Sales of Mein Kampf, Adolf Hitler's autobiography and apologia for his anti-semitism, are soaring in India where business students regard the dictator as a management guru. By Monty Munford in New Delhi for the London Telegraph. (if i had a name like Monty Munfod, i'd be a reporter too!)
Booksellers told The Daily Telegraph that while it is regarded in most countries as a 'Nazi Bible', in India it is considered a management guide in the mould of Spencer Johnson's "Who Moved My Cheese". Sales of the book over the last six months topped 10,000 in New Delhi alone, according to leading stores, who said it appeared to be becoming more popular with every year. Several said the surge in sales was due to demand from students who see it as a self-improvement and management strategy guide for aspiring business leaders, and who were happy to cite it as an inspiration.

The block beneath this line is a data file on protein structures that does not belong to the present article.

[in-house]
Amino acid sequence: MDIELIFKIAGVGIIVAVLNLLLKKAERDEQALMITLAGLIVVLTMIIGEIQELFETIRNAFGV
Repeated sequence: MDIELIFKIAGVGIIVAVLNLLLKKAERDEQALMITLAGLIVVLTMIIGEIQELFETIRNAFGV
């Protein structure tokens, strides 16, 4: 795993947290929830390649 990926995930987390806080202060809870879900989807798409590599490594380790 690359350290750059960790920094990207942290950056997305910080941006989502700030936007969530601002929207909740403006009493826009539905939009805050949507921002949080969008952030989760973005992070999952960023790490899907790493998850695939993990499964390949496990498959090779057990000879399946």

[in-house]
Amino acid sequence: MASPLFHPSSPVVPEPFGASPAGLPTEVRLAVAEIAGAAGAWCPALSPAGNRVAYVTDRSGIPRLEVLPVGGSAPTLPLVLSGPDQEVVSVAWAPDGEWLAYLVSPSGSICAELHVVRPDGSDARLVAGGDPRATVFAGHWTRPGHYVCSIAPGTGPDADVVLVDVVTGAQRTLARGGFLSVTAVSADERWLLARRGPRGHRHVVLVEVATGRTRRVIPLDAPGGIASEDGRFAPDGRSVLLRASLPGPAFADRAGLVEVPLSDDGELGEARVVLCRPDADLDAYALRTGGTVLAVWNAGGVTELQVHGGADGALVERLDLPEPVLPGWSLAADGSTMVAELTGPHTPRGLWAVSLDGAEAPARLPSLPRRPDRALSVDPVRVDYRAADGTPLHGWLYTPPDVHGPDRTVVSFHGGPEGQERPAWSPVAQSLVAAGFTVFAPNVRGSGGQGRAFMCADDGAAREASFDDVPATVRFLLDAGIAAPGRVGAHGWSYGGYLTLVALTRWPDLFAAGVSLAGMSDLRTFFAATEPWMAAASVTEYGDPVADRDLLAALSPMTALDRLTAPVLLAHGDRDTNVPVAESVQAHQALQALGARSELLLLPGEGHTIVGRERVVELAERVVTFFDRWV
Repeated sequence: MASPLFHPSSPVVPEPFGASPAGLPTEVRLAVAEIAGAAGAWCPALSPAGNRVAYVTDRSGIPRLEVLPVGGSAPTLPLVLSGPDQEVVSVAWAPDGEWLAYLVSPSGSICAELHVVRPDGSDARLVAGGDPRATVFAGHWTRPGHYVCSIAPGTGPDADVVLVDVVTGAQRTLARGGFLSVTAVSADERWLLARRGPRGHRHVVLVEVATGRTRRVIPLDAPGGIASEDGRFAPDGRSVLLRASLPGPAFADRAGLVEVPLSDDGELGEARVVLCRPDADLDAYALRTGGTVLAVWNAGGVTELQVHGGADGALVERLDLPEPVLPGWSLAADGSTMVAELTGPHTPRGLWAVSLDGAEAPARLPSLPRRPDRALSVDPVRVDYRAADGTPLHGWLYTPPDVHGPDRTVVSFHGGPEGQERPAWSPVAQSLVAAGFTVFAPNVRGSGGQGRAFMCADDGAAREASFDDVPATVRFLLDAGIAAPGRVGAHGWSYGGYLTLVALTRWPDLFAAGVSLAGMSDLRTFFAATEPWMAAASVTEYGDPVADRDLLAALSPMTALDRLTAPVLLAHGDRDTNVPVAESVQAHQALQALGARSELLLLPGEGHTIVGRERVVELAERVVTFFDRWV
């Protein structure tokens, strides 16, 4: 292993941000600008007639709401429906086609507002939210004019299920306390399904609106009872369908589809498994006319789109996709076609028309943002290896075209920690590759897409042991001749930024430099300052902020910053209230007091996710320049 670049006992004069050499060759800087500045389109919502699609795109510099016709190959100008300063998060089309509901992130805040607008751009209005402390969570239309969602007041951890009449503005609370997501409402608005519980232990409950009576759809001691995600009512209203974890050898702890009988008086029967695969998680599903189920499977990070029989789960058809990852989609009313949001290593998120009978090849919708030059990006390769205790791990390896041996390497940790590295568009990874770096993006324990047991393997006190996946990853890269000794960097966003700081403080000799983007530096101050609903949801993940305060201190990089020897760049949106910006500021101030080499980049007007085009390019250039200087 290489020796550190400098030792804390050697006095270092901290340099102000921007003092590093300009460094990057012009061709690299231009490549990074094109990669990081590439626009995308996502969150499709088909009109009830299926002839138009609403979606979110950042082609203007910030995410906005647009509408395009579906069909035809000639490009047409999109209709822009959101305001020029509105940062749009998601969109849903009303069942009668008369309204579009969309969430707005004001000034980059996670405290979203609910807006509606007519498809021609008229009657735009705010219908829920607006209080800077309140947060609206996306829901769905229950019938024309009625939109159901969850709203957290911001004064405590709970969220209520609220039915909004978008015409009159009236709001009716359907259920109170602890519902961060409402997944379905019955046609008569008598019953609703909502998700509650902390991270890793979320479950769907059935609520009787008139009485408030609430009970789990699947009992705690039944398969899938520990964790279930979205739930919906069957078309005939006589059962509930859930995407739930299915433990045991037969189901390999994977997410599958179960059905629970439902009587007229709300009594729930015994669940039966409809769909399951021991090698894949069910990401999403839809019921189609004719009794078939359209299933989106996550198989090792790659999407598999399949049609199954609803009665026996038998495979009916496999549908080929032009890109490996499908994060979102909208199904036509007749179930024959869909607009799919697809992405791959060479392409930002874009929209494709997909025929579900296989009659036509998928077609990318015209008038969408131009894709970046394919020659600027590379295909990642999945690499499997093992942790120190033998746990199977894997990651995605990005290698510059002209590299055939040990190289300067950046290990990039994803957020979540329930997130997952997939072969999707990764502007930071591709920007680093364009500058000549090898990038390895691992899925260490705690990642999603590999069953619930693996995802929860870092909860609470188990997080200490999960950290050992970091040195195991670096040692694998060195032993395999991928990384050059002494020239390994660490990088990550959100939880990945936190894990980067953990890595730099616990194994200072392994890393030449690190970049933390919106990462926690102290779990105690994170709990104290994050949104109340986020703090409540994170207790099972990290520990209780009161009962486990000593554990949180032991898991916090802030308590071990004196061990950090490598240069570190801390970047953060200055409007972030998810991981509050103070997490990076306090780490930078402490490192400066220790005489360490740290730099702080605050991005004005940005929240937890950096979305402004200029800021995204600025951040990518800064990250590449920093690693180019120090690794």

"Students are increasingly coming in asking for it and we're happy to sell it to them," said Sohin Lakhani, owner of Mumbai-based Embassy books who reprints Mein Kampf every quarter and shrugs off any moral issues in publishing the book.
"They see it as a kind of success story where one man can have a vision, work out a plan on how to implement it and then successfully complete it".
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